Most previous research has modeled tsunami waves under the effect of deterministic source model. Hammack [9] studied experimentally the generated waves by raising or lowering a box at one end of a channel. He considered two types of time histories: an exponential and a half-sine bed movement. Todorovska and Trifunac [10] investigated the generation and propagation of waves by a slowly spreading uplift of the bottom in linearized shallow-water wave theory. They showed that the effects of the spreading of the ocean floor deformation (faulting, submarine slides, or slumps) on the amplitudes and periods of the generated tsunamis are the largest when the spreading velocity of uplift and the tsunami velocity are comparable. Todorovska et al. [11] investigated tsunami generation by a slowly spreading uplift of the sea floor in the near field considering the effects of the source finiteness and directivity. They described mathematically various two-dimensional kinematic models of submarine slumps and slides as combinations of spreading constant or slopping uplift functions. Their results show that, for given constant water depth, the peak amplitude depends on the ratio of the spreading velocity of the sea floor to the long wavelength tsunami velocity; see [12]. Hayir [13] investigated the motion of a submarine block slide with variable velocities and its effects on the near-field tsunami amplitudes. He found that the amplitudes generated by the slide are almost the same as those created by its average velocity. Both Trifunac et al. [12] and Hayir [13] used very simple kinematic source models represented by Heaviside step functions for representing the generation of tsunami. Dutykh et al. [14] studied the generation of long wave through the ocean by a moving bottom. They demonstrated the differences between the classical approach (passive generation) and the active generation under the effect of the bottom motion. Abou-Dina and Hassan [1] constructed a numerical model of tsunami generation and propagation depending on a nonlinear theory under the effect of a variable bed displacement with constant water depth. They considered nonlinearities and omitted the linear effects of frequency dispersion. Dutykh and Dias [15] studied theoretically the generated waves by multiplying the static deformations caused by slip along a fault by various time laws: instantaneous, exponential, trigonometric, and linear. Kervella et al. [16] performed a comparison between three-dimensional linear and nonlinear tsunami generation models. They observed very good agreement from the superposition of the wave profiles computed with the linear and fully nonlinear models. In addition, they found that the nonlinear shallow-water model was not sufficient to model some of the waves generated by a moving bottom because of the presence of frequency dispersion. Moreover, they suggested that for most events the linear theory is sufficient. Hassan [2] discussed the solution of the nonlinear problem of propagation of waves generated in a homogeneous fluid, occupying an infinite channel, by the bounded motion of the bottom. He demonstrated that the predictions of the linear theory are in good agreement with those of the nonlinear theory for sufficiently small amplitude of the bottom’s motion. Hassan et al. [17] investigated the tsunami evolution during its generation under the effect of the variable velocities of realistic submarine landslides based on a two-dimensional curvilinear slide model. They described the tsunami generation from submarine gravity mass flows in three stages: the first stage represented by a rapid curvilinear down and uplift faulting with rise time, the second stage represented by a unilaterally propagation in the positive direction to a significant length to produce curvilinear two-dimensional models represented by a depression slump and a displaced accumulation slide model, and the last stage represented by the time variation in the velocity of the accumulation slide (block slide) by using transforms method. Ramadan et al. [18] studied the nature of the tsunami build-up and propagation during and after realistic curvilinear source models represented by a slow uplift faulting and a spreading slip-fault model. They studied the tsunami amplitude amplification as a function of the spreading velocity and rise time. They also analyzed the normalized peak amplitude as a function of the propagated uplift length, width, and the average depth of the ocean. Ramadan et al. [19] investigated the tsunami generation and propagation resulting from a spreading of a seismic faulting in two orthogonal directions in linearized shallow-water wave theory. They found that the normalized peak amplitudes were smaller when the slip-fault spreads in two orthogonal directions than the numerical values for one-dimensional solution because of the interaction of the velocities.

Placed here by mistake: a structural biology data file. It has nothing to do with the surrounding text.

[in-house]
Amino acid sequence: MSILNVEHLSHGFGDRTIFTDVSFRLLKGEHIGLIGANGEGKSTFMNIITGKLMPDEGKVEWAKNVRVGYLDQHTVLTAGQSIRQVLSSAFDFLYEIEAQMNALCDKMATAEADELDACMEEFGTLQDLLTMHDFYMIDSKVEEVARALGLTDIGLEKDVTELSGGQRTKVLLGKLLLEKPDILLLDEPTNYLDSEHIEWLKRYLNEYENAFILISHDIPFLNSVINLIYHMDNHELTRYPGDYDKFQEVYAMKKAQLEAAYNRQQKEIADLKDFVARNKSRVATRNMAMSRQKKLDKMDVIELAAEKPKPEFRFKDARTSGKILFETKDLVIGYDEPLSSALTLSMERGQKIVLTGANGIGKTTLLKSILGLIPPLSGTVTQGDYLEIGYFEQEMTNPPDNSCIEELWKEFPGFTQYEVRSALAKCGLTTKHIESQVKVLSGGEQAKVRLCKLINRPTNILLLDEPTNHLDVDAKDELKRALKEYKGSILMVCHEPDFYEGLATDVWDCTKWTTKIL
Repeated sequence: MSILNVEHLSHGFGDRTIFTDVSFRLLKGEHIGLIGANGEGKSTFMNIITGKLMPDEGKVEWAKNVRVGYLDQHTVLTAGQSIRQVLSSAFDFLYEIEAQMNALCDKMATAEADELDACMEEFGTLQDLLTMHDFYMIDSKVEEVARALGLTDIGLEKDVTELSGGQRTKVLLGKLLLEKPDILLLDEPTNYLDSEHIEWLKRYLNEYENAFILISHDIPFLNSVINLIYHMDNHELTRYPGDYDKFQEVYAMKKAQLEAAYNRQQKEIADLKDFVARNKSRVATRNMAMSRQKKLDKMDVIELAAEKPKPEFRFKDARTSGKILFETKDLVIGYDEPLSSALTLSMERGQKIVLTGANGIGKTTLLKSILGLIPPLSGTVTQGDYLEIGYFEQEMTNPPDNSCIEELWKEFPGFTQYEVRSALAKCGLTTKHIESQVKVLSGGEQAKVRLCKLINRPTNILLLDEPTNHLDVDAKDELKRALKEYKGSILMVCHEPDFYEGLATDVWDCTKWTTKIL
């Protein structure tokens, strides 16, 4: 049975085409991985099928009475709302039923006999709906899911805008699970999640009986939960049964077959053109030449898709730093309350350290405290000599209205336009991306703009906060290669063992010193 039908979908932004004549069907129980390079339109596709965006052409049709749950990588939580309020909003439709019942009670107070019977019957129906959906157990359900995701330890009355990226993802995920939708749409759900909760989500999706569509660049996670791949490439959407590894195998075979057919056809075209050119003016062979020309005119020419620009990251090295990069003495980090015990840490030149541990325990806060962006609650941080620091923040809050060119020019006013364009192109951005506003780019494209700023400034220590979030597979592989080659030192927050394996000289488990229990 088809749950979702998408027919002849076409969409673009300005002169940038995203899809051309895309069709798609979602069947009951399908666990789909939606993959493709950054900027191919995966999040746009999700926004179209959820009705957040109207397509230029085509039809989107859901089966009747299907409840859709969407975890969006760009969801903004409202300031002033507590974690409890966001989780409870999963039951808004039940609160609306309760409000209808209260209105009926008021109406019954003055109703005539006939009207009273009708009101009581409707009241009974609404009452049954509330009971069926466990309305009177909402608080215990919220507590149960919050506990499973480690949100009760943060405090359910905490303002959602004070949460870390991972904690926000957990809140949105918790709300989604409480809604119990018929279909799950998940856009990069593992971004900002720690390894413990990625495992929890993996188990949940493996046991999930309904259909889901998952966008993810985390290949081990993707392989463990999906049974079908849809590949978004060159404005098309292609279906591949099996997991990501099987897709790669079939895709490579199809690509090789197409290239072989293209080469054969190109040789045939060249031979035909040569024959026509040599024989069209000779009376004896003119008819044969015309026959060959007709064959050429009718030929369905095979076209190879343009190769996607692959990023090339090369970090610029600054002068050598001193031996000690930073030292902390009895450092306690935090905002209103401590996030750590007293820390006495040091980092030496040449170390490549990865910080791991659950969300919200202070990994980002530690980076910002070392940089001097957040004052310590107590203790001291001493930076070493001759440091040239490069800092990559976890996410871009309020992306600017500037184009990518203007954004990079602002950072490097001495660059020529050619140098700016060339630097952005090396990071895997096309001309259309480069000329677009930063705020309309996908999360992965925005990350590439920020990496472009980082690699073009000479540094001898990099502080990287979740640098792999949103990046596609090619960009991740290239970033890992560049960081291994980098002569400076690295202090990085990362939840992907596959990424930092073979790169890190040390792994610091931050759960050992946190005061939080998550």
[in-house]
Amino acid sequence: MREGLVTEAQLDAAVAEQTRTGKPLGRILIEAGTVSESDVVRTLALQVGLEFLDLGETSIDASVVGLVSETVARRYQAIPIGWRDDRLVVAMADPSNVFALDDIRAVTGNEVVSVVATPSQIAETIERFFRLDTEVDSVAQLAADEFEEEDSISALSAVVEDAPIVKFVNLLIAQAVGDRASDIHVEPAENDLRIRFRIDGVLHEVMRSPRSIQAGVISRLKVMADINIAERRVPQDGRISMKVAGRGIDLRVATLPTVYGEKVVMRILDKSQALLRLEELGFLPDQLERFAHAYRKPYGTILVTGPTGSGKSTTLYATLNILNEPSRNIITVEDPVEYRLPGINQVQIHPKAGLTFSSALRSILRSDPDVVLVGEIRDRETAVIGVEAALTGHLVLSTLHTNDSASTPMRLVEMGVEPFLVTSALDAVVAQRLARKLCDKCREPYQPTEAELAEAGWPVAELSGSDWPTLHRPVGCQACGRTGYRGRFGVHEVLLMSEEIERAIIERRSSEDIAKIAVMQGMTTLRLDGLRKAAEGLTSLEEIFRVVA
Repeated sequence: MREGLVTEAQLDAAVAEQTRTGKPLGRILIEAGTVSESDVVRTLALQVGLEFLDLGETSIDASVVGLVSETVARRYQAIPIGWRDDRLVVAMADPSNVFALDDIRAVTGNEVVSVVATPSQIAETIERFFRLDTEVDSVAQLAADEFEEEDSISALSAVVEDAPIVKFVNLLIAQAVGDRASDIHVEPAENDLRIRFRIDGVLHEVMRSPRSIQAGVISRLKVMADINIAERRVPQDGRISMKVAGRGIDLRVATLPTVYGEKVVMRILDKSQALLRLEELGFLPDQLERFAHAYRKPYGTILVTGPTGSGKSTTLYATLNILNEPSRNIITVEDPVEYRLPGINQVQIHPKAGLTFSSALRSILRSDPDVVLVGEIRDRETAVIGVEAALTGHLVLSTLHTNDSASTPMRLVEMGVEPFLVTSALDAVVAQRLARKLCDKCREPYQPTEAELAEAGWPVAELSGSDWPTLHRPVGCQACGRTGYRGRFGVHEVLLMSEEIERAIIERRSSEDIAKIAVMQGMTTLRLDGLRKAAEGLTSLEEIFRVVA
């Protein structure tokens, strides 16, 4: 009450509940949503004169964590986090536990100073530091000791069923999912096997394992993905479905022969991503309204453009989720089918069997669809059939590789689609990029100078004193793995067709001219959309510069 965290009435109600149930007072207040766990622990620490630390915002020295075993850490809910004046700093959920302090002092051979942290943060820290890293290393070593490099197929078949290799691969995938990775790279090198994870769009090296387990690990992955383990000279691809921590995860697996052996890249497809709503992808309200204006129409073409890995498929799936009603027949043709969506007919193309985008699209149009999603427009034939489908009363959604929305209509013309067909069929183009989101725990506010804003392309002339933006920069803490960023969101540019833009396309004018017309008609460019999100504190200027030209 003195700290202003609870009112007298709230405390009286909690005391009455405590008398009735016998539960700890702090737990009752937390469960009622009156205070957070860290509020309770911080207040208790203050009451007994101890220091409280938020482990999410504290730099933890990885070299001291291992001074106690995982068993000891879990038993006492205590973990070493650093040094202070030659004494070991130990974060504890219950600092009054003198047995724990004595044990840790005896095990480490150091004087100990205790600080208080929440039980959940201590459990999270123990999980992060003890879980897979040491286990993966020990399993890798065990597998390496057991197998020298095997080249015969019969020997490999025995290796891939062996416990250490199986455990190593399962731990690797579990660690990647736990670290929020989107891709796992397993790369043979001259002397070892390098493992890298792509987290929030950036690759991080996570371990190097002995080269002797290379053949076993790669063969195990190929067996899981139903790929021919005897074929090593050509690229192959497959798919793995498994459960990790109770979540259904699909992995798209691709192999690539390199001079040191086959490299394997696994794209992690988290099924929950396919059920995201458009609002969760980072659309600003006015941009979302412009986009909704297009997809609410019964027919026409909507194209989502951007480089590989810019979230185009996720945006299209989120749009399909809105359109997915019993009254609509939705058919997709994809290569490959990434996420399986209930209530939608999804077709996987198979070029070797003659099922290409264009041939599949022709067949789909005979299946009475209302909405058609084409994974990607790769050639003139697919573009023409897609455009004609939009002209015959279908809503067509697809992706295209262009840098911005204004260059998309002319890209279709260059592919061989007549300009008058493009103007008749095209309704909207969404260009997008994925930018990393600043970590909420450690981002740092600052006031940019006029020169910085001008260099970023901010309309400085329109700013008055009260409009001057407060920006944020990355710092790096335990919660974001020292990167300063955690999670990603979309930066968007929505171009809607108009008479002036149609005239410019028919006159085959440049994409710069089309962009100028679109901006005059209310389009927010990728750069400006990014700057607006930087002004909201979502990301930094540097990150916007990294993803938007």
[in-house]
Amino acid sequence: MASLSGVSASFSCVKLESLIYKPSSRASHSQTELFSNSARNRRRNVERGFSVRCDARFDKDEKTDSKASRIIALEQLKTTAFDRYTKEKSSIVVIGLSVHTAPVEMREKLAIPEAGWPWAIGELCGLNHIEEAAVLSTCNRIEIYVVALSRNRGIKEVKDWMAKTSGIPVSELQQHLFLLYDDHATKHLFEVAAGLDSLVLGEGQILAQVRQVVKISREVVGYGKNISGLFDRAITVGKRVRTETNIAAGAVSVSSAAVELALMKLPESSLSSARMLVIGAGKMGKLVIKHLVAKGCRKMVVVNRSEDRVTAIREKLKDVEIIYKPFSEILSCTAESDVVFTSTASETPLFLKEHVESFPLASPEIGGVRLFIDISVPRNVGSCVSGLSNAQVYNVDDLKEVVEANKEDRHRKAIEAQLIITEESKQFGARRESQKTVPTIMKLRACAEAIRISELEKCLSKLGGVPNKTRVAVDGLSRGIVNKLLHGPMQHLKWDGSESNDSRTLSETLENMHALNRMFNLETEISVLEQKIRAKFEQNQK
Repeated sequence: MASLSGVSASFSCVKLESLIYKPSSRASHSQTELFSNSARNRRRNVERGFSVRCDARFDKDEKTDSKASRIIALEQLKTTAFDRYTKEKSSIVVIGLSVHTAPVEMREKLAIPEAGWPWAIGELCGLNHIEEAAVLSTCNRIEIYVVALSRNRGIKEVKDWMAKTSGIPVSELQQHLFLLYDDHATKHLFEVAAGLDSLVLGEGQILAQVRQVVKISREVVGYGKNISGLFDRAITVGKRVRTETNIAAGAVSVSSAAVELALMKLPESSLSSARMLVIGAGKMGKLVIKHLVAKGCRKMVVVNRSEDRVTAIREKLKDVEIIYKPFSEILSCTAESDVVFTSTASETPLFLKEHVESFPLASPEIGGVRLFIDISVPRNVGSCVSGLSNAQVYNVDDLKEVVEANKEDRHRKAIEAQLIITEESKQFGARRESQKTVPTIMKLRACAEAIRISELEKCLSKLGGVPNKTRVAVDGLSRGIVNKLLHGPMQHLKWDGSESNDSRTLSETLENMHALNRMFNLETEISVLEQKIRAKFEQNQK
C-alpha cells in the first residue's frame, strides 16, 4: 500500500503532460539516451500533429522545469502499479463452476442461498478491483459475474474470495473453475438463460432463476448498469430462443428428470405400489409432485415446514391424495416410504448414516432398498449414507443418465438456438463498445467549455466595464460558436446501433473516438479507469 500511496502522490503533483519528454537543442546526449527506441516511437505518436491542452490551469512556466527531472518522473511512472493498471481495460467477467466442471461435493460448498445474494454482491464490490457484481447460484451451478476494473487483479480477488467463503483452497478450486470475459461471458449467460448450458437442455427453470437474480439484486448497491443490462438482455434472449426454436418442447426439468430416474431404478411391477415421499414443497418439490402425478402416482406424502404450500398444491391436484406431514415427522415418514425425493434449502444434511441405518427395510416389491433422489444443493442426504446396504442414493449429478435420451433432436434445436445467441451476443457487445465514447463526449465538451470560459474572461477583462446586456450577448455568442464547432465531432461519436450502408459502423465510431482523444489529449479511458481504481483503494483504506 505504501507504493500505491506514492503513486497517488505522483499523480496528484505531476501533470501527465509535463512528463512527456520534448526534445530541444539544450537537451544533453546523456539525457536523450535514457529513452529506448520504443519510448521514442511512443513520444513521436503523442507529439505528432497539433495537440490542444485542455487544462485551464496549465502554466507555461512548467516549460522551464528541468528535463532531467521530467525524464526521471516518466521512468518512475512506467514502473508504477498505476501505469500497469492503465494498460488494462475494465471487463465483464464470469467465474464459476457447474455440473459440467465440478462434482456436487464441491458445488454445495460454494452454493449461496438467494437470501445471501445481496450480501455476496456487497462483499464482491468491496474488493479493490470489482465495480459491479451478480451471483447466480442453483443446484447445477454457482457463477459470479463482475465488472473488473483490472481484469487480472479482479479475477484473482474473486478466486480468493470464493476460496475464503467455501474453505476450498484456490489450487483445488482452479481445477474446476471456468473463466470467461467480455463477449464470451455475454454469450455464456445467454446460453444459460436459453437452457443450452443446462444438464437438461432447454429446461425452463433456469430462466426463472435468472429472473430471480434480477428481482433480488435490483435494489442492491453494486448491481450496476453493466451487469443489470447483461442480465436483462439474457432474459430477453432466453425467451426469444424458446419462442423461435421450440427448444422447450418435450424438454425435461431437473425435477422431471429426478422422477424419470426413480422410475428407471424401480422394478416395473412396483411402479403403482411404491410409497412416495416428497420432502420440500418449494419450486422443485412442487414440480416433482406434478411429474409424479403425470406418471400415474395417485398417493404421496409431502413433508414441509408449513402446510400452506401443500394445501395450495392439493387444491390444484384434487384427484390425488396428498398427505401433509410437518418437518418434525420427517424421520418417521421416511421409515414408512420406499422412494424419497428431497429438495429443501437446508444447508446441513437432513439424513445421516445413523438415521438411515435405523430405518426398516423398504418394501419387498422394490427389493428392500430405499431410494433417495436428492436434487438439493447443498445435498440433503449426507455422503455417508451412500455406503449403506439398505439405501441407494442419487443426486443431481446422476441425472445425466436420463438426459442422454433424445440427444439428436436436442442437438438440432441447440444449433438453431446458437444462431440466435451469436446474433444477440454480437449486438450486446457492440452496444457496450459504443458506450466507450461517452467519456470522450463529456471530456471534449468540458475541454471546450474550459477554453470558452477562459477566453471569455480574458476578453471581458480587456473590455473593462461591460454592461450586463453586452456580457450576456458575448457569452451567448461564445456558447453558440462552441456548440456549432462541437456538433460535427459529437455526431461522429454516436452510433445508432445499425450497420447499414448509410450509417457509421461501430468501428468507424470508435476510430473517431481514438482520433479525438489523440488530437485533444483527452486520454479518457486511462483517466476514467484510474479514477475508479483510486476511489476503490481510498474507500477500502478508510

It is becoming widely recognized that bottom topography is irregular and difficult to predict and its aspects are best revealed through random source models which are more realistic, because sources of tsunamis are generally uncorrelated. Despite this, a few of the analytical and numerical studies considered stochastic source models for the investigation of the generation and propagation of tsunami waves. This is due to the complexity in the mathematical modeling and analysis of the stochastic case compared to the deterministic case. The main complexity in the stochastic case arises from the difficulty in the derivation of the integral solution of the random profile. Probability of tsunami occurrence frequency on the coast of California was evaluated first by Wiegel [20]. Rascón and Villarreal [21] carried out a statistical study to estimate a stochastic possibility of tsunami hit on the Pacific coast of Mexico. Successively, similar studies have been undertaken to know the local property of the tsunami occurrence frequency. Nakamura [22] considered an extended Poisson process in order to get a better fit to the exceedance probability of local tsunami. Geist [23] determined the effect that ruptures complexity, by way of different slip distribution patterns on the local tsunami wave field under the effect of stochastic source model. Geist [24] developed rapid tsunami models to forecast far-field tsunami amplitudes from initial earthquake information using stochastic source model. de Bouard et al. [7] studied the motion of the free surface of a body of fluid over a variable bottom, in a long wave asymptotic regime. They focused on the two-dimensional case, assuming that the bottom of the fluid region can be described by a stationary random process whose variations take place on short length scales and which are decorrelated on the length scale of the long waves. Craig et al. [25] gave a new derivation and an analysis of long wave model equations for the dynamics of the free surface of a body of water over random variable bottom and illustrated several numerical simulations of nonlinear waves. They considered the case where the bottom is random with uniform statistical properties. They described the asymptotic regime of small amplitude long waves, for which the correlation length of the bottom is short compared to the wavelength. Manouzi and Seaïd [26] developed an efficient numerical method for solving stochastic water waves of Wick type driven by white noise using combination of the Wiener-Itô chaos expansion with a Galerkin finite element method. Their method transforms the stochastic shallow-water equations into a system of deterministic shallow-water equations that are solved for each chaos coefficient in the solution expansion. Dutykh et al. [27] estimated the maximum wave run-up height on a random slope plain shore by solving the classical nonlinear shallow-water equations using finite volume schemes. They compared the results of the random bottom model with the more conventional approaches. Omar et al. [28] studied the nature of the tsunami generation and propagation resulting from unilateral spreading in the -direction of a stochastic source model driven by a Gaussian white noise. Ramadan et al. [29] investigated the tsunami generation and propagation caused by stochastic submarine landslides and slumps driven by a Gaussian white noise in the - and -direction. They found that the increasing in the normalized noise intensities increases the oscillations of the free surface elevation and an increase in the difference in the peak amplitudes of the waveforms in the generation process, while in the propagation process, shows more dispersion and oscillation in the propagated free surface elevation.